network governed by a core authority and/or policy, rather than across
the routers of independent internetworking providers. A conformance
and interoperability regime that recognizes the nature of the Internet
should address quality of service not only in these terms, but also in
terms that recognize the role that the actual capacity of networks
plays in quality of service.

That is, conformance assessment should distinctly provide for
certifications that recognize that general purpose interoperability
supports quality of service on the basis of provision of capacity, and
is supported by an enabling environment that assures end users, and
providers on shared lines, will receive the actual capacity that they
purchase. In this type of context, end user demand and ready and
competitive access by independent providers at the physical layer
drive infrastructure development and therefore support quality of
service and quality of experience on that basis. To make a general
point not to be developed in detail here, Information Society
initiatives focused on establishing a conformance and interoperability
regime should distinguish this physical layer competition model for
building network capacity to support quality of service, from models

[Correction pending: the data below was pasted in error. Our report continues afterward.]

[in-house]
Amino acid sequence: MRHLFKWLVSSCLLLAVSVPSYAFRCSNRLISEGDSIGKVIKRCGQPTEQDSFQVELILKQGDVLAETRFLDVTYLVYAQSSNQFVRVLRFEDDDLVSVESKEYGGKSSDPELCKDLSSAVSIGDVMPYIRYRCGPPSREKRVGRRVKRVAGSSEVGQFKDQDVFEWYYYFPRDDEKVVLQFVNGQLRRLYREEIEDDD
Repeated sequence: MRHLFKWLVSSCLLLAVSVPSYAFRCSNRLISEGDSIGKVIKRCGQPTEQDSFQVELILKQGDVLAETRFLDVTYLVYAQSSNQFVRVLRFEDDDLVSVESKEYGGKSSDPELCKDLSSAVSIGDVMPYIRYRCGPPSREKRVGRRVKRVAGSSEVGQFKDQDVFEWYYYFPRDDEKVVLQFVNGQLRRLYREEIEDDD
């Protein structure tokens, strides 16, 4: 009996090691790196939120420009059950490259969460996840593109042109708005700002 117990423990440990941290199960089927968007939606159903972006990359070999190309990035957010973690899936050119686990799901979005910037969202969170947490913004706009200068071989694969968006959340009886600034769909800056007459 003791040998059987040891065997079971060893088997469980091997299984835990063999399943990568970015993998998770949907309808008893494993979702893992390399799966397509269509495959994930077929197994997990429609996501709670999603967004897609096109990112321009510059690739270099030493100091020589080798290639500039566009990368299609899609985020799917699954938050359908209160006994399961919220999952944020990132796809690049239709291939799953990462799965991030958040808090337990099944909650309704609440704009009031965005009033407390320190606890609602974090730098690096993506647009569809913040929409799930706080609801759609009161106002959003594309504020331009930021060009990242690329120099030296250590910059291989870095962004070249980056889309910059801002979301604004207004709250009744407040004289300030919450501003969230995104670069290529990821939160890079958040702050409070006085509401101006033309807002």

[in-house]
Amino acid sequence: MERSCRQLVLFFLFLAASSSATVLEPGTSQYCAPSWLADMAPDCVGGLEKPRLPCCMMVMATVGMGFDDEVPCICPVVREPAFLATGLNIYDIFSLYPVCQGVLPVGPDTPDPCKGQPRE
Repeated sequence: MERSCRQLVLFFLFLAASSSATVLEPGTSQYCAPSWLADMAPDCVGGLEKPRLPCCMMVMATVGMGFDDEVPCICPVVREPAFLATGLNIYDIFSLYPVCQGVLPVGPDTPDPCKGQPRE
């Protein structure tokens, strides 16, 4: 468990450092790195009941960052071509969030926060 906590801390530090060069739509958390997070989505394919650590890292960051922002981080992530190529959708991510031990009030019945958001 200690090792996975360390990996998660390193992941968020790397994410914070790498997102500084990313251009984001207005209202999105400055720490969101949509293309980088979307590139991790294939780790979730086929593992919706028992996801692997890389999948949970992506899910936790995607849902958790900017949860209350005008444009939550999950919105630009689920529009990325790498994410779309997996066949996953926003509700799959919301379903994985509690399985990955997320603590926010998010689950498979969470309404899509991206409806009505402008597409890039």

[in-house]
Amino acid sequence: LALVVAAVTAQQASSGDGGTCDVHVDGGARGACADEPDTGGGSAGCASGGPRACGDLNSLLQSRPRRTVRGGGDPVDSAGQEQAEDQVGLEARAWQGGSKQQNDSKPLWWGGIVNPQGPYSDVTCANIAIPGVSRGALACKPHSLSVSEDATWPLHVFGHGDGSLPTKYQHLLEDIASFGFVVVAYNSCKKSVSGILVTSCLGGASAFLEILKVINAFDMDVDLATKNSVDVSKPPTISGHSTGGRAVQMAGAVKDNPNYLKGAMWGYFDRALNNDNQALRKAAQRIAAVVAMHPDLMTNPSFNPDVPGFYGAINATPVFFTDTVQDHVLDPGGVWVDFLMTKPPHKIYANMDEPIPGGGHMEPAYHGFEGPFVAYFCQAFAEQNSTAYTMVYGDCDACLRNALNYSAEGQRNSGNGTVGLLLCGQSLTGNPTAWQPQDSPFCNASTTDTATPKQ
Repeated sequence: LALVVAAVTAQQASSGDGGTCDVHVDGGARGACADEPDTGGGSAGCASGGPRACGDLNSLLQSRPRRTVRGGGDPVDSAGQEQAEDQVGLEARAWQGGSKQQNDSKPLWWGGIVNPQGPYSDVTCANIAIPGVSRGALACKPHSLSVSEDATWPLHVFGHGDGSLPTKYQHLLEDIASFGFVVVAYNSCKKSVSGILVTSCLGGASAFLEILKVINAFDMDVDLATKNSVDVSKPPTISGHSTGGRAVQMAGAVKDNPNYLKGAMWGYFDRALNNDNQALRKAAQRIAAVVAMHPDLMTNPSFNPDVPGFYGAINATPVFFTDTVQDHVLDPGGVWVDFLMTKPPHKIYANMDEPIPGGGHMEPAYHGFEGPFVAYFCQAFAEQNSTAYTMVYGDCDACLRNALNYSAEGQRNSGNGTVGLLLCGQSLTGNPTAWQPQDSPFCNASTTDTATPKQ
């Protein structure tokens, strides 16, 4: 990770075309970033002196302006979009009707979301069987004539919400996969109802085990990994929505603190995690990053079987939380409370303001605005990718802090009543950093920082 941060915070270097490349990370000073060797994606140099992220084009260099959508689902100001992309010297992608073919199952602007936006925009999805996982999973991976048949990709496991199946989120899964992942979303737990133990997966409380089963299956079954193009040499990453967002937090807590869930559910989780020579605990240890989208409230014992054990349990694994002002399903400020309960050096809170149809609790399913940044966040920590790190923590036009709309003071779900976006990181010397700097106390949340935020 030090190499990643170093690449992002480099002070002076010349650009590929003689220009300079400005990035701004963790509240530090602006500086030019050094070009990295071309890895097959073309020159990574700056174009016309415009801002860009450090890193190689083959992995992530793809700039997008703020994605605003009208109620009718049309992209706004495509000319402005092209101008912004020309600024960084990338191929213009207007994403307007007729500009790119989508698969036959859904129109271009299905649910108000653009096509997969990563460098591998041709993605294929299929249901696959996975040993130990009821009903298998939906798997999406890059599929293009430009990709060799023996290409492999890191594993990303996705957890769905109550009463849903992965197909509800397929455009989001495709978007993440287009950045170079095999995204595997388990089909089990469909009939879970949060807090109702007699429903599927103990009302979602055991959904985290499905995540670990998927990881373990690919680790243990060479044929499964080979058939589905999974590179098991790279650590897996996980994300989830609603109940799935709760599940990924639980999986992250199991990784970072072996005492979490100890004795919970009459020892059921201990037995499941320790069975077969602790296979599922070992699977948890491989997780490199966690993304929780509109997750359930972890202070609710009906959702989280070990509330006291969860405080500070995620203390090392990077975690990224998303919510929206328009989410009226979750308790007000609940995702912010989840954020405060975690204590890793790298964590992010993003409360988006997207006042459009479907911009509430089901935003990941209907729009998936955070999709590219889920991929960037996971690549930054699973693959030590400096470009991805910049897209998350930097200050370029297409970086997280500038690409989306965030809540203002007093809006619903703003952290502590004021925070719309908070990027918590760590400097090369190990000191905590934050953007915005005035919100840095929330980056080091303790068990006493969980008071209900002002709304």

that seek to support quality of service through specialized networks
and services, and that tie return on investment in infrastructure to
the product and service offerings of particular providers with a
privileged relationship to the right of way.

WTSA Resolution 76

WTSA Resolution 76 refers to conformance assessment as the
accepted way to demonstrate products adhere to an international
standard, describing it as increasingly important in the context of
standardization commitments under the WTO’s Agreement on Technical
Barriers to Trade. It notes four pillars of the ITU conformance and
interoperability program as enumerated in the executive summary of the
ITU Conformance and Interoperability Business Plan report: conformance
assessment, interoperability events, capacity building, and
establishment of test centers in developing countries.

WTSA 76 resolves that ITU-T study groups should develop
conformance testing Recommendations as soon as possible, that Study
Group 11 be designated as coordinating activities on conformance and
interoperability across all ITU-T study groups, that ITU-T, in
collaboration with the other Sectors, should develop a program to
assist developing countries in identifying opportunities for capacity